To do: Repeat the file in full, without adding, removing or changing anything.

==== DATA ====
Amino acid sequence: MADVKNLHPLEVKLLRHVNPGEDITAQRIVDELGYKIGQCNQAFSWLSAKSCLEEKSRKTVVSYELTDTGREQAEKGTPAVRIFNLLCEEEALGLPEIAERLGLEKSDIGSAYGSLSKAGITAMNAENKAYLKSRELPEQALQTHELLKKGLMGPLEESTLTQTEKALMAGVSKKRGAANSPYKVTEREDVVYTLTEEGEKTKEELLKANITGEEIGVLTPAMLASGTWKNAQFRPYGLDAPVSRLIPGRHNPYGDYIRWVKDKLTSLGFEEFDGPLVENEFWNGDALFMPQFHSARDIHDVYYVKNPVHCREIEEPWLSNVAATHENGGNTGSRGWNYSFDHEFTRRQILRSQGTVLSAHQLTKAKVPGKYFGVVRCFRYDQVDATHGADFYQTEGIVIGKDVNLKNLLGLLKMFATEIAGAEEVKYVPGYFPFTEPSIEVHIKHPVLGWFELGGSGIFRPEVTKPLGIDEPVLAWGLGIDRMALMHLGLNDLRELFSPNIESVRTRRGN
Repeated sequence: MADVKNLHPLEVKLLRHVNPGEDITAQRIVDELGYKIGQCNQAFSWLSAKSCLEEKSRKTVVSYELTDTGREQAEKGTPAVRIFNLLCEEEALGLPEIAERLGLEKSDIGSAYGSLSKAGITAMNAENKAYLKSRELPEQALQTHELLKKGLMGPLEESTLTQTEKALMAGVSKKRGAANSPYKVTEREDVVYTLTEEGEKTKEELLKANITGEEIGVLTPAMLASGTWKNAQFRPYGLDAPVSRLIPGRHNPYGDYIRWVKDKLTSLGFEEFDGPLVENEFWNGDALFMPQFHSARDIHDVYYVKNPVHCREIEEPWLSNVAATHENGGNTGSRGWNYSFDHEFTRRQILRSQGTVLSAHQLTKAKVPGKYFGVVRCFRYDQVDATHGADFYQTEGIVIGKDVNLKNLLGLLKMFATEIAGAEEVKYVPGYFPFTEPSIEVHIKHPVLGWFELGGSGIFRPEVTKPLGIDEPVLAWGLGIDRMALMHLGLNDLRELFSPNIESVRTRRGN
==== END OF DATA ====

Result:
Amino acid sequence: MADVKNLHPLEVKLLRHVNPGEDITAQRIVDELGYKIGQCNQAFSWLSAKSCLEEKSRKTVVSYELTDTGREQAEKGTPAVRIFNLLCEEEALGLPEIAERLGLEKSDIGSAYGSLSKAGITAMNAENKAYLKSRELPEQALQTHELLKKGLMGPLEESTLTQTEKALMAGVSKKRGAANSPYKVTEREDVVYTLTEEGEKTKEELLKANITGEEIGVLTPAMLASGTWKNAQFRPYGLDAPVSRLIPGRHNPYGDYIRWVKDKLTSLGFEEFDGPLVENEFWNGDALFMPQFHSARDIHDVYYVKNPVHCREIEEPWLSNVAATHENGGNTGSRGWNYSFDHEFTRRQILRSQGTVLSAHQLTKAKVPGKYFGVVRCFRYDQVDATHGADFYQTEGIVIGKDVNLKNLLGLLKMFATEIAGAEEVKYVPGYFPFTEPSIEVHIKHPVLGWFELGGSGIFRPEVTKPLGIDEPVLAWGLGIDRMALMHLGLNDLRELFSPNIESVRTRRGN
Repeated sequence: MADVKNLHPLEVKLLRHVNPGEDITAQRIVDELGYKIGQCNQAFSWLSAKSCLEEKSRKTVVSYELTDTGREQAEKGTPAVRIFNLLCEEEALGLPEIAERLGLEKSDIGSAYGSLSKAGITAMNAENKAYLKSRELPEQALQTHELLKKGLMGPLEESTLTQTEKALMAGVSKKRGAANSPYKVTEREDVVYTLTEEGEKTKEELLKANITGEEIGVLTPAMLASGTWKNAQFRPYGLDAPVSRLIPGRHNPYGDYIRWVKDKLTSLGFEEFDGPLVENEFWNGDALFMPQFHSARDIHDVYYVKNPVHCREIEEPWLSNVAATHENGGNTGSRGWNYSFDHEFTRRQILRSQGTVLSAHQLTKAKVPGKYFGVVRCFRYDQVDATHGADFYQTEGIVIGKDVNLKNLLGLLKMFATEIAGAEEVKYVPGYFPFTEPSIEVHIKHPVLGWFELGGSGIFRPEVTKPLGIDEPVLAWGLGIDRMALMHLGLNDLRELFSPNIESVRTRRGN